Defra secretary Michael Gove will be urged to make clear his commitment to agriculture when landmark plans to reform the sector are debated in the House of Commons.
Proposals to replace direct payments with a new system of support based on environmental measures will be debated by MPs at the Agriculture Bill’s second reading in the House of Commons on Wednesday (10 October).
Mr Gove argues that direct payments are unjust, inefficient and unfairly reward larger landowners. Instead, he wants to introduce a new system largely based on rewarding farmers for undertaking environmental measures.
Under the plan, direct payments will be phased out by 2027. But the government has only guaranteed overall funding for the sector at current levels until 2022 – sparking concern that farmers will face a shortfall under the new system.
NFU policy director Andrew Clark said: “Given this is something that is going to shape agriculture potentially for the next two or three decades, the face of the bill needs to be explicit in its purposes – and a safe, secure food supply should be one of those.”
Neither was there anything in the bill about the scale of the government’s financial commitment towards the sector – nor how long it would last, said Mr Clark. Farmers needed a long-term funding commitment if they were to deliver long-term environmental gains, he warned.
This meant a multi-annual funding commitment was needed that went beyond the lifetime of any particular parliament, said Mr Clark – so it became an agricultural policy for the country, rather than a policy for any particular government.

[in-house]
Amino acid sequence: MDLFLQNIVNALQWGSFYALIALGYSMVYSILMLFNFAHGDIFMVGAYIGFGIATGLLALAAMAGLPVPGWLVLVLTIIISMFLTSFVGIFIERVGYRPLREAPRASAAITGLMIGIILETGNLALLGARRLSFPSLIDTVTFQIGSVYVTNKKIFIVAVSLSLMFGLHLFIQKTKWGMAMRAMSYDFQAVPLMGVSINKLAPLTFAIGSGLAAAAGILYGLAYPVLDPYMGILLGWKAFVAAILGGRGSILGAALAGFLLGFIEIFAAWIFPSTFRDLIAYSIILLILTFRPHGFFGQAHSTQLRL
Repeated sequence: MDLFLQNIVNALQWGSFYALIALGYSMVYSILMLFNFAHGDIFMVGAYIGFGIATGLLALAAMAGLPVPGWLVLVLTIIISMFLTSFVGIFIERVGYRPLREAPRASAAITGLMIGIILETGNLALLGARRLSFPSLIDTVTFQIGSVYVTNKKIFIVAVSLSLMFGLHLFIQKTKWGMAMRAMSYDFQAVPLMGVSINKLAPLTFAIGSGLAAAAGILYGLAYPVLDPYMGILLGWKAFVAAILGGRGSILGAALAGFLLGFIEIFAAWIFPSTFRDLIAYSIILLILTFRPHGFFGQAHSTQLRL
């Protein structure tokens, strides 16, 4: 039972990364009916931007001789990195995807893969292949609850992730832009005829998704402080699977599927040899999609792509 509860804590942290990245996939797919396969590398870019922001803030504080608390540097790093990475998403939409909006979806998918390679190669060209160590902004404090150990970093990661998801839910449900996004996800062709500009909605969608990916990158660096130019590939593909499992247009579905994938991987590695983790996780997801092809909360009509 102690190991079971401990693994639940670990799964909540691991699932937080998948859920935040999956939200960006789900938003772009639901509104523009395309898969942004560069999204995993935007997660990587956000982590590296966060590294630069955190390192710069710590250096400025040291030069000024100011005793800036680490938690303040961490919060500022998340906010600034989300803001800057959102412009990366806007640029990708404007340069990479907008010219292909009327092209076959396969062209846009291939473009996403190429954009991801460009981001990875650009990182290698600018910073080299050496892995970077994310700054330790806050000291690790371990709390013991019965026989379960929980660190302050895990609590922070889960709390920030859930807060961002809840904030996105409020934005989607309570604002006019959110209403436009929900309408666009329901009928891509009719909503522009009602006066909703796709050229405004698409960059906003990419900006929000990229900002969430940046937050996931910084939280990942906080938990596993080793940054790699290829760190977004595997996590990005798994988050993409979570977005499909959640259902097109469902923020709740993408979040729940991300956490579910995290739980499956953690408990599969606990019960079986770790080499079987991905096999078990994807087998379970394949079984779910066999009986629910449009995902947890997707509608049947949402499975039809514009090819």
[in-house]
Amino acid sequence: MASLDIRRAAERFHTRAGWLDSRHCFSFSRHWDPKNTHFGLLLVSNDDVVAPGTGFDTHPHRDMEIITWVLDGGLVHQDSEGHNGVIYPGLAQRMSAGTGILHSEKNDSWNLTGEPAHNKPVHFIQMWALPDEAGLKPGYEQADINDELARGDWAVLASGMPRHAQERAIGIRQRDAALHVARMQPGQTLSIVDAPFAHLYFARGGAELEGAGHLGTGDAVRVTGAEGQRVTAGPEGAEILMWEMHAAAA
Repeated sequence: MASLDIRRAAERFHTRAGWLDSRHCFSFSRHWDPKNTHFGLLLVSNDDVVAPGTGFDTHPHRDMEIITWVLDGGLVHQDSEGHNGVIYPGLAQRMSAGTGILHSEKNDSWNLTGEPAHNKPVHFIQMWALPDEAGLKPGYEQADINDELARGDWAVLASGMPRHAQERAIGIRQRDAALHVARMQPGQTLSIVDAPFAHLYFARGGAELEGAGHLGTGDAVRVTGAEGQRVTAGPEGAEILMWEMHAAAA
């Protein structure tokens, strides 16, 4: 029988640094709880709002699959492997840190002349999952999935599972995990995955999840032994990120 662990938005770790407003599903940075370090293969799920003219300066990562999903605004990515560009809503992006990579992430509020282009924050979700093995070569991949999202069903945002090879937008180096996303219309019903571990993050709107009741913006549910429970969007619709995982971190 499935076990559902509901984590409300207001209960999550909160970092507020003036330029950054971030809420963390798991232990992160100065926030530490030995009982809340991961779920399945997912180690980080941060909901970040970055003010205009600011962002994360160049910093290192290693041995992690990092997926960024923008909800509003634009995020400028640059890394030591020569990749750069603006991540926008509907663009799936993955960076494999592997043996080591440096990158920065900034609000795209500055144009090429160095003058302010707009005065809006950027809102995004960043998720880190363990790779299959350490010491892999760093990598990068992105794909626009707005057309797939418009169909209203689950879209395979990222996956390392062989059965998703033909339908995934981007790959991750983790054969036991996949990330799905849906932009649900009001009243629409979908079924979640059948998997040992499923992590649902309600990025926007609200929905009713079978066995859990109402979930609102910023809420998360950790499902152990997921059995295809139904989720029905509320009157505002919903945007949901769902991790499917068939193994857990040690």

The Country, Land and Business Association (CLA) has also called for certainty on government funding for the industry post-2022. A carefully managed transition to the new system that avoided a cliff-edge for farm businesses was vital, it warned.
CLA president Tim Breitmeyer said: “The direction set for the Agriculture Bill by government in September gives a glimpse of the future and it is encouraging the industry has been listened to, but it is still relatively superficial.
“Now landowners, farmers and rural businesses need to know the detail that lies beneath the rhetoric. For farms and other businesses to develop meaningful plans for the future, we need to have much more clarity on how the new policies will work in practice.”
Speaking at this week’s Tory Party conference, Mr Gove said: “With the new Agriculture Bill, we have the opportunity to modernise our approach towards farming and to put sustainable, healthy food production on a firm basis for the future.”